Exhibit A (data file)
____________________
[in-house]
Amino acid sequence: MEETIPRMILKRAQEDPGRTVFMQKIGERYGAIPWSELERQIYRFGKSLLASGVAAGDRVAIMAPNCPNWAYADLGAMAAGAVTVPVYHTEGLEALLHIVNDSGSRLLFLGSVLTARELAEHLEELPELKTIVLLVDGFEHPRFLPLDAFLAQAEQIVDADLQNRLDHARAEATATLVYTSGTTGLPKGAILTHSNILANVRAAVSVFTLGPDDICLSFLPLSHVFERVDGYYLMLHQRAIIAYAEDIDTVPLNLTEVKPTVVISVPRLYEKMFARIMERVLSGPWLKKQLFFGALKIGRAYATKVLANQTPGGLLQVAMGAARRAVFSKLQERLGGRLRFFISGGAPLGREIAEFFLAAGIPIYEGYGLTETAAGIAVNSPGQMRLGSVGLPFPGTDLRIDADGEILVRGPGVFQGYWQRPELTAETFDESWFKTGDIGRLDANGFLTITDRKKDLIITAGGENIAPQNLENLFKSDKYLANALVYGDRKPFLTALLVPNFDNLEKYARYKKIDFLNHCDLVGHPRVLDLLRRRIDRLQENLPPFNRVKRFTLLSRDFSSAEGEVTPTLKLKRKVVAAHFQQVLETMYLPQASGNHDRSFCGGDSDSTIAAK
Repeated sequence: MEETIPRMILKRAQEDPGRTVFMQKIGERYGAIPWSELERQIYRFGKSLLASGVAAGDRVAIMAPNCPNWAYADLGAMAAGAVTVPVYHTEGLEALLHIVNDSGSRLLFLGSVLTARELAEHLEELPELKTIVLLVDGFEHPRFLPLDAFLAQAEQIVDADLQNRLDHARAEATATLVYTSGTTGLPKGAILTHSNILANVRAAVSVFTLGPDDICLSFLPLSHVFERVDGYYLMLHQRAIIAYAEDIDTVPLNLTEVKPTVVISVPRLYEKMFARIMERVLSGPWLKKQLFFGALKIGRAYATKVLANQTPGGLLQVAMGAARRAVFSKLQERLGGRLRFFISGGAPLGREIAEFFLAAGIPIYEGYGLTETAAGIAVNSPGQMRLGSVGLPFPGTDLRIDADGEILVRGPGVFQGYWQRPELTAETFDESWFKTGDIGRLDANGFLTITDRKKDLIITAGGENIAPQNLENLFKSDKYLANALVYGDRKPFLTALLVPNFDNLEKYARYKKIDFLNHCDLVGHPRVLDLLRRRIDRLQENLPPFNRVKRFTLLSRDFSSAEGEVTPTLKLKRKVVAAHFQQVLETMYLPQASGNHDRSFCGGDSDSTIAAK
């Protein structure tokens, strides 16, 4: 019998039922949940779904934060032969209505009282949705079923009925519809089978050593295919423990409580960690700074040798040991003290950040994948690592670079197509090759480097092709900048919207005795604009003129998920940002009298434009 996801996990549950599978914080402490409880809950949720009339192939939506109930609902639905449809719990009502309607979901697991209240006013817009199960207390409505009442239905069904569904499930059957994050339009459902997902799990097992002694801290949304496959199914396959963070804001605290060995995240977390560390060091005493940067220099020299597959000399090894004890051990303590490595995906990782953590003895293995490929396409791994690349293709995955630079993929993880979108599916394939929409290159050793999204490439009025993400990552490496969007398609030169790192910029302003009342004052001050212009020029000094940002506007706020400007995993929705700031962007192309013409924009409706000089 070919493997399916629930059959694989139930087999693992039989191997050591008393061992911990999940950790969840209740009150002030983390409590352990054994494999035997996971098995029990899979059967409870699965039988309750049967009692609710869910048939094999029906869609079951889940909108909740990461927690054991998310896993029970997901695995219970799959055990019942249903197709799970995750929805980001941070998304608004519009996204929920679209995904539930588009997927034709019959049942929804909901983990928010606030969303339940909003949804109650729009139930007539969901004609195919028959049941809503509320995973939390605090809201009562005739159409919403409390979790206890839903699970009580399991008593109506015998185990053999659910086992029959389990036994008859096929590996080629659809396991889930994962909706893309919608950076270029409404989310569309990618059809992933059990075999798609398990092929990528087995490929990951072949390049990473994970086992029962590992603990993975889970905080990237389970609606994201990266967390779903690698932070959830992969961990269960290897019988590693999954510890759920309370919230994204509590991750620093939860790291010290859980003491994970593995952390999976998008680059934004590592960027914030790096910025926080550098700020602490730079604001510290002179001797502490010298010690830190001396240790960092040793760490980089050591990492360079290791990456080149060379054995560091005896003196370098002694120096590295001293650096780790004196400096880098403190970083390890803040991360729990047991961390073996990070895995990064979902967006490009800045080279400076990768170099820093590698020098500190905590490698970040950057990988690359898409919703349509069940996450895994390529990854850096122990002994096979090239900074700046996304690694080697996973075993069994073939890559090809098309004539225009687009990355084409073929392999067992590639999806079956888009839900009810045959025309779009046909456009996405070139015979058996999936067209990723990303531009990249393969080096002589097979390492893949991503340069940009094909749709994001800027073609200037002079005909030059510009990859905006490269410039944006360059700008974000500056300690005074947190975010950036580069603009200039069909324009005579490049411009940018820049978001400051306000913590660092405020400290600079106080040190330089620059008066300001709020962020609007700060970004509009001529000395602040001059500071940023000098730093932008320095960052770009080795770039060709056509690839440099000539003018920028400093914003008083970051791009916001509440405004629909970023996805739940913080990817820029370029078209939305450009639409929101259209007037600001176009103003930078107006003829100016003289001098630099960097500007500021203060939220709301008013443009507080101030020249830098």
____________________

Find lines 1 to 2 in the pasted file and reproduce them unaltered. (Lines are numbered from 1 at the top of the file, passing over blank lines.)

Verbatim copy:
[in-house]
Amino acid sequence: MEETIPRMILKRAQEDPGRTVFMQKIGERYGAIPWSELERQIYRFGKSLLASGVAAGDRVAIMAPNCPNWAYADLGAMAAGAVTVPVYHTEGLEALLHIVNDSGSRLLFLGSVLTARELAEHLEELPELKTIVLLVDGFEHPRFLPLDAFLAQAEQIVDADLQNRLDHARAEATATLVYTSGTTGLPKGAILTHSNILANVRAAVSVFTLGPDDICLSFLPLSHVFERVDGYYLMLHQRAIIAYAEDIDTVPLNLTEVKPTVVISVPRLYEKMFARIMERVLSGPWLKKQLFFGALKIGRAYATKVLANQTPGGLLQVAMGAARRAVFSKLQERLGGRLRFFISGGAPLGREIAEFFLAAGIPIYEGYGLTETAAGIAVNSPGQMRLGSVGLPFPGTDLRIDADGEILVRGPGVFQGYWQRPELTAETFDESWFKTGDIGRLDANGFLTITDRKKDLIITAGGENIAPQNLENLFKSDKYLANALVYGDRKPFLTALLVPNFDNLEKYARYKKIDFLNHCDLVGHPRVLDLLRRRIDRLQENLPPFNRVKRFTLLSRDFSSAEGEVTPTLKLKRKVVAAHFQQVLETMYLPQASGNHDRSFCGGDSDSTIAAK